Updated April 2020
I can’t get enough of 37Signals‘ products. These guys have made some of the most elegant, robust, yet at the same time dead-simple products I’ve seen around. I primarily use Basecamp and Backpack, but their Campfire and Ta-Da list were great products too. (There are plenty of other task and product management tools here if you’re so inclined.)
Unfortunately, there isn’t much written about how to fuse Basecamp with GTD principles. The only article I could really find devoted to it stated that “Basecamp is not set up for GTD-style organization.” I beg to differ. Because Basecamp is so flexible, you can make it do just about whatever you want. In fact, I’d go so far as to say that Basecamp is almost ideal for GTD setups. You just have to use a little creativity.
A Little Intro
Basecamp is really designed for people trying to organize projects. You can create wiki pages and messages for your thoughts, to-do lists, and milestones. You can assign to-do lists to milestones as well. And for the cherry on top: you can chat with other members of your project (and log them), all within Basecamp. (I’m only touching on a few of the features available. If you want to read up on all of them, check out their tour). It should also be noted that I only use the free version of Basecamp, as I only manage one project (right now).
To-Do Lists, Your New Best Friend
The real beauty of Basecamp lies within their to-do lists. You can create as many as you want, and map them all on the project page. You can then re-arrange the lists in any order. This is key.
Here’s what I do. I keep all of my tasks in these lists. But here’s the difference than your traditional usage of to-do lists. For every single task, I create a new to-do list. This way, I can map out all the next actions, or all of the physical steps needed to complete the task. Then I drag-n-drop the lists in the order I want to complete them. And if they’re time sensitive, I make a milestone and attach the list to the milestone. However, you should only make milestones for things that have to be done on a certain date. If too many lists are assigned to dates, then your system loses it’s flexibility. (You can read more about this concept in David Allen’s book.)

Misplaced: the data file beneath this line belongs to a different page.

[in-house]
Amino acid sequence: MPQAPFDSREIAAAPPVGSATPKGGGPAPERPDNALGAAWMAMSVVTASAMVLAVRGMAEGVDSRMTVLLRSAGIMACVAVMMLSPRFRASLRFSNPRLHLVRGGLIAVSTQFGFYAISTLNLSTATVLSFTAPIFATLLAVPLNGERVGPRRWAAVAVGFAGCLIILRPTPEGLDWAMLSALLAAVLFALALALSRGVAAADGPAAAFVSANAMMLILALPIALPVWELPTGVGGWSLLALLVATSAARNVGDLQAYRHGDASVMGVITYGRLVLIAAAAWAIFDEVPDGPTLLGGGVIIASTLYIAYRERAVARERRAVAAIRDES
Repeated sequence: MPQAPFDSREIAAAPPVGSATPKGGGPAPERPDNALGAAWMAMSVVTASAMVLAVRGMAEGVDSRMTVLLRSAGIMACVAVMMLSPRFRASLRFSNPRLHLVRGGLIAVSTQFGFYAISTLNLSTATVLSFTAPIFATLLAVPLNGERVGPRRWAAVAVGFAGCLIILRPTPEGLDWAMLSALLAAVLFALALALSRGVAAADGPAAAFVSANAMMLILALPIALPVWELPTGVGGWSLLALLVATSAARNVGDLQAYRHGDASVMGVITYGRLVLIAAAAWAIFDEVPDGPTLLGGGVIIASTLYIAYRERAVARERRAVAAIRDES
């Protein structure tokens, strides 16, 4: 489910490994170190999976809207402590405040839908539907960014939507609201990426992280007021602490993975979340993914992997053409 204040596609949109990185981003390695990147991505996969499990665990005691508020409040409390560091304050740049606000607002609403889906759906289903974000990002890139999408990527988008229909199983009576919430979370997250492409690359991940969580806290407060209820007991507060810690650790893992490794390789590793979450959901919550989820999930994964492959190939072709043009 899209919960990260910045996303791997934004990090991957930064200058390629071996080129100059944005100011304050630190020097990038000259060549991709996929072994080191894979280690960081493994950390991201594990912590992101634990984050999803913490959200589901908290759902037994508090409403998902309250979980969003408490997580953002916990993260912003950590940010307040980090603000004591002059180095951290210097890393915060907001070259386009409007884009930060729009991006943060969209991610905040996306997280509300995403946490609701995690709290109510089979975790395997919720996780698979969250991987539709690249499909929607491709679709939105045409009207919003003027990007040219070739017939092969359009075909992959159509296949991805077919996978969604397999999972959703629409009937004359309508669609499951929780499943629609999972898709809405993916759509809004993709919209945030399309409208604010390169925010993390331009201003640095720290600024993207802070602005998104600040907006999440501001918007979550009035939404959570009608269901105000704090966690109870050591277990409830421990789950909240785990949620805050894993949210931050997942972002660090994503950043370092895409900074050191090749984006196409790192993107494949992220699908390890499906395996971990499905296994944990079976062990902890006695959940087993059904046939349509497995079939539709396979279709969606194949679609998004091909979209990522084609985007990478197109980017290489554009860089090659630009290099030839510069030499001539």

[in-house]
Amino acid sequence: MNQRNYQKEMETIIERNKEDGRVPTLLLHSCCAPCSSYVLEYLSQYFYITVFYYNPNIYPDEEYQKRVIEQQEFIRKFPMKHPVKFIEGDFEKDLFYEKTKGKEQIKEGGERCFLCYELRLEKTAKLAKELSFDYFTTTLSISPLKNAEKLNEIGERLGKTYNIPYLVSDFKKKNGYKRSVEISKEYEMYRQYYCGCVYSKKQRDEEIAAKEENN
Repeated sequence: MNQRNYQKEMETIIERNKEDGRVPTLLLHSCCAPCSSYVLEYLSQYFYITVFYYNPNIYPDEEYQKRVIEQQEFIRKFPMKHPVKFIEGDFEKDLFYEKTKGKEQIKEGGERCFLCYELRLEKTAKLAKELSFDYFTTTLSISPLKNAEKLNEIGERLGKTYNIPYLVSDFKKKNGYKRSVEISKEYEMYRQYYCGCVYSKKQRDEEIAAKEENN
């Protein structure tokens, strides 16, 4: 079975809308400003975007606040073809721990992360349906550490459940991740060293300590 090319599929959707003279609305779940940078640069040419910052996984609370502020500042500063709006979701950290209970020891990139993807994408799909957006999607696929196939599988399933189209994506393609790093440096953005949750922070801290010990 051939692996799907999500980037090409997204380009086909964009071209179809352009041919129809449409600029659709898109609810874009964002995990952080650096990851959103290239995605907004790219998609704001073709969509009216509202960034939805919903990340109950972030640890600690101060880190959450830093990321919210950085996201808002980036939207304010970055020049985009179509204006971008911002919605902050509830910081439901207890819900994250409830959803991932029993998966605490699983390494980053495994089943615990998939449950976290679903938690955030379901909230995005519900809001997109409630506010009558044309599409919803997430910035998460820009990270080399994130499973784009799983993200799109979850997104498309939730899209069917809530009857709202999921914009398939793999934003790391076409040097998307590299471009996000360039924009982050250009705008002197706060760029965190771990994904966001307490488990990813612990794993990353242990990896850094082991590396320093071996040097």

What About the Contexts?
As of right now, we haven’t touched on action contexts. Action contexts are basically ways to classify how or where you’re going to be doing the task. For example, I’d separate all of my lists into a “Phone” category for people I needed to call. It’s not so much about how you’re going to do them, but where.
Because I only use Basecamp for my web development projects, the context is always the same. But if you’re going to use it for organizing the rest of your life’s contexts, I have 2 solutions.
1. Just add the context in front of the list name. It’s so simple. For people you need to call, add “Phone:” and then your list name (or for proper GTD syntax, “@PHone:”). Then list the calls you need to make.
2. Upgrade your account. With the free account, you only get one project to work with. So if you bumped up to the Basic account, you could have each one of your contexts as a project. 2020 update: Basecamp now allows 3 projects for personal users.
What about tickler files, or reminders for those things you do often but don’t want cluttering up your calendar? For example, “set trash to the curb.” Basecamp lets you schedule reminders for events and recurring events.
A Winning Combination